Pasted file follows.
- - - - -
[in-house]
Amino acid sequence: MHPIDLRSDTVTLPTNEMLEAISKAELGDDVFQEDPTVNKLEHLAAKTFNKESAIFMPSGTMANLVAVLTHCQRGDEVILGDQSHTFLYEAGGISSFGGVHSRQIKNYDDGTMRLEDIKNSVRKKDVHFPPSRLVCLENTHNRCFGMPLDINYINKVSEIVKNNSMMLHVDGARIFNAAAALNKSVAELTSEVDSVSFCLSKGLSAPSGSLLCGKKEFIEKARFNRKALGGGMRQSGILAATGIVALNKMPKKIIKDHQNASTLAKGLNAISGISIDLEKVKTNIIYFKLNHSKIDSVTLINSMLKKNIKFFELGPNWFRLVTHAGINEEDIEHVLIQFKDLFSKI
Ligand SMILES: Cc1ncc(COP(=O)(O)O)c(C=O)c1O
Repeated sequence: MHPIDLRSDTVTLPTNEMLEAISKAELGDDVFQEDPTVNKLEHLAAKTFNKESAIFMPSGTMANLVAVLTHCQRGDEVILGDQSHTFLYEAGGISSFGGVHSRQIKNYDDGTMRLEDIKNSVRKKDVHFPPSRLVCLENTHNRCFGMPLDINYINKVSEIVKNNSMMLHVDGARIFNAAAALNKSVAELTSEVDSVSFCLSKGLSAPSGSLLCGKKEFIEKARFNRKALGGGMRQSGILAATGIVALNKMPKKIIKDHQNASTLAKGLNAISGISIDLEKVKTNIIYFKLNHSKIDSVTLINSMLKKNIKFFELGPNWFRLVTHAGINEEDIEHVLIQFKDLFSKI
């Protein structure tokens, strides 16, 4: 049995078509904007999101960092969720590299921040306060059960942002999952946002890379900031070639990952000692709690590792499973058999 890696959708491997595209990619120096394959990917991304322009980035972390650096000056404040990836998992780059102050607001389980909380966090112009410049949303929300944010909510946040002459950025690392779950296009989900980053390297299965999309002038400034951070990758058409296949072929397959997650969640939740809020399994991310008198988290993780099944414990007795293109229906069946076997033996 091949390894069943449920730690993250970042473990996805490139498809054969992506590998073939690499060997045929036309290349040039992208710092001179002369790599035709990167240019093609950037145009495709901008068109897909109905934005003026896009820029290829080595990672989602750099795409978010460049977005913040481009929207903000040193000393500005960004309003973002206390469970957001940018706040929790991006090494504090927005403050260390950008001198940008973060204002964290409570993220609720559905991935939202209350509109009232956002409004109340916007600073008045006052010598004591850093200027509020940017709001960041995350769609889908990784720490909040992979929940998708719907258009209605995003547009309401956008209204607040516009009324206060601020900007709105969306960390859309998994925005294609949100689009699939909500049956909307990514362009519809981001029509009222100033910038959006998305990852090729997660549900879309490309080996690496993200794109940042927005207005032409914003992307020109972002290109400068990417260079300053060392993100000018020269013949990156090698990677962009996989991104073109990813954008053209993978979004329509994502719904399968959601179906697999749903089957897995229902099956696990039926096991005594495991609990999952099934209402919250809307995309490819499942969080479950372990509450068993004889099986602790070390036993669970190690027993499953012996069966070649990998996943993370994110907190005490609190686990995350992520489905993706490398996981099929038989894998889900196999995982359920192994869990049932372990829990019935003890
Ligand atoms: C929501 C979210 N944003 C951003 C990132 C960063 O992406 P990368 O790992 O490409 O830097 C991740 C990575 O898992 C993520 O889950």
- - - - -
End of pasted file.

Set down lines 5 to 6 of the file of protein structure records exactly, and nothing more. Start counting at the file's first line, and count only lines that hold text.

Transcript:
């Protein structure tokens, strides 16, 4: 049995078509904007999101960092969720590299921040306060059960942002999952946002890379900031070639990952000692709690590792499973058999 890696959708491997595209990619120096394959990917991304322009980035972390650096000056404040990836998992780059102050607001389980909380966090112009410049949303929300944010909510946040002459950025690392779950296009989900980053390297299965999309002038400034951070990758058409296949072929397959997650969640939740809020399994991310008198988290993780099944414990007795293109229906069946076997033996 091949390894069943449920730690993250970042473990996805490139498809054969992506590998073939690499060997045929036309290349040039992208710092001179002369790599035709990167240019093609950037145009495709901008068109897909109905934005003026896009820029290829080595990672989602750099795409978010460049977005913040481009929207903000040193000393500005960004309003973002206390469970957001940018706040929790991006090494504090927005403050260390950008001198940008973060204002964290409570993220609720559905991935939202209350509109009232956002409004109340916007600073008045006052010598004591850093200027509020940017709001960041995350769609889908990784720490909040992979929940998708719907258009209605995003547009309401956008209204607040516009009324206060601020900007709105969306960390859309998994925005294609949100689009699939909500049956909307990514362009519809981001029509009222100033910038959006998305990852090729997660549900879309490309080996690496993200794109940042927005207005032409914003992307020109972002290109400068990417260079300053060392993100000018020269013949990156090698990677962009996989991104073109990813954008053209993978979004329509994502719904399968959601179906697999749903089957897995229902099956696990039926096991005594495991609990999952099934209402919250809307995309490819499942969080479950372990509450068993004889099986602790070390036993669970190690027993499953012996069966070649990998996943993370994110907190005490609190686990995350992520489905993706490398996981099929038989894998889900196999995982359920192994869990049932372990829990019935003890
Ligand atoms: C929501 C979210 N944003 C951003 C990132 C960063 O992406 P990368 O790992 O490409 O830097 C991740 C990575 O898992 C993520 O889950």